Mortgage delinquencies in areas affected by Hurricane Harvey last month were 16% higher than in July, according to Black Knight Financial Services.
More than 6,700 new 30-day delinquencies stem from the hurricane and 1,000 borrowers already 30 days past due missed another payment, said Black Knight.
Despite the spike in Harvey-related delinquencies, nationally on loans not yet in foreclosure they were flat compared with July, rising only 0.72% to 3.93%, and compared with a year ago the rate is 7.27% lower than it was last August.
Texas is now among the five states that have seen the most deterioration in their noncurrent loan percentages over the last six months, although states like South Dakota, Nebraska and North Dakota have seen more deterioration than Texas.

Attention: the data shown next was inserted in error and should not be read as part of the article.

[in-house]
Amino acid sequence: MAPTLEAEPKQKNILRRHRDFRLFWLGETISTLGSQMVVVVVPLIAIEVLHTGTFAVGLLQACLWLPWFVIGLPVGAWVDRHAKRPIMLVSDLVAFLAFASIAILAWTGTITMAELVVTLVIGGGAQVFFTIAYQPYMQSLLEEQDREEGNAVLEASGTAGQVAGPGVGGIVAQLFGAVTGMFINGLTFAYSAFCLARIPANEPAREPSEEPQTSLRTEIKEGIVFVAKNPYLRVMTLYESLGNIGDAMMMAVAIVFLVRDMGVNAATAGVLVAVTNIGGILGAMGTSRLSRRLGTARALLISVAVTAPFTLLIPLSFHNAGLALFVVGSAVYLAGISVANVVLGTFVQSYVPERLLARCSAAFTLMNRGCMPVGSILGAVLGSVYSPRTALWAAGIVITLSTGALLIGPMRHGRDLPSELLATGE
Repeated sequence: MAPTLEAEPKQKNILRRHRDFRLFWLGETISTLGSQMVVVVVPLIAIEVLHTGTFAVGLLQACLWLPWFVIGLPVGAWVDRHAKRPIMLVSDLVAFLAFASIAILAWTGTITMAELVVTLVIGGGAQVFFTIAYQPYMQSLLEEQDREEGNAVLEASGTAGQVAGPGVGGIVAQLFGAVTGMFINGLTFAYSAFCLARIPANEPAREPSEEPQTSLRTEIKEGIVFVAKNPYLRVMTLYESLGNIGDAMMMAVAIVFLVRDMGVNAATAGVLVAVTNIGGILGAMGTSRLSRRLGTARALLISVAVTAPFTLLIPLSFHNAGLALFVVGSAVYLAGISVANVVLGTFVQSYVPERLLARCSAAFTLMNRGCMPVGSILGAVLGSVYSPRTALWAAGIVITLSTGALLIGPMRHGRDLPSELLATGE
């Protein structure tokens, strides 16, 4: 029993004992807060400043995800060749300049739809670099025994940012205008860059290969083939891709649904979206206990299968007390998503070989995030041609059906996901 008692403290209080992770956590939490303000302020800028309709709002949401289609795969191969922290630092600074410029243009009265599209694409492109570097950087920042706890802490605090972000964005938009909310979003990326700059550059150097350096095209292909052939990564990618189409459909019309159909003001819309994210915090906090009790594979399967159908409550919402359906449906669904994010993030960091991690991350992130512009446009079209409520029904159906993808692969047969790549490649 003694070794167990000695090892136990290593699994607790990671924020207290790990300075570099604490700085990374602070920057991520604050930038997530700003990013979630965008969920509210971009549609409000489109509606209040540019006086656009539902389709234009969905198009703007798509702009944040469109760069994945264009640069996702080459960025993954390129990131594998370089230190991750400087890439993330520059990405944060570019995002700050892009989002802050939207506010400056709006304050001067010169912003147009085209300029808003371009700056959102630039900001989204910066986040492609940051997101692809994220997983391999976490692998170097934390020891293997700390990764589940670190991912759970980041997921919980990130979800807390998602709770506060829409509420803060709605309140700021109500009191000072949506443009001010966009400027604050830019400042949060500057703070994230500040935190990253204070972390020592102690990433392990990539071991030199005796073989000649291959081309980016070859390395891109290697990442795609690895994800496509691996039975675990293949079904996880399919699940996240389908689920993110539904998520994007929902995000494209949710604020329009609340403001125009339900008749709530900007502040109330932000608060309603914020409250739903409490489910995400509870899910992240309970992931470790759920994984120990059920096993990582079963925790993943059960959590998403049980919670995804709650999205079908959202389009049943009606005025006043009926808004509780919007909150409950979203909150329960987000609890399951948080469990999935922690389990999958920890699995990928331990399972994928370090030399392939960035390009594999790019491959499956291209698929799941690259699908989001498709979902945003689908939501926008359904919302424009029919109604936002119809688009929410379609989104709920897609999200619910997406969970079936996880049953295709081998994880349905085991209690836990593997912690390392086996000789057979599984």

Delinquencies related to a natural disaster historically peak in the first few months and late payments for September could be more pronounced as Harvey and other hurricanes affect loans. More than a quarter of properties in Harvey-affected areas could be delinquent within four months after the storm, Black Knight previously forecast.
More than 2 million loans had delinquencies of 30 or more days but were not in foreclosure last month. That total was up 17,000 from July and down 148,000 from August a year ago.
When foreclosures are added to the delinquent-loan total for August, it rises to almost 2.4 million.
Prepayments also were more frequent in August compared to July but slower than they were during the same month in 2016. The monthly prepayment rate was 1.13%, which was 11.47% faster than the previous month by 32.33%, but 32.23% slower than in August 2016.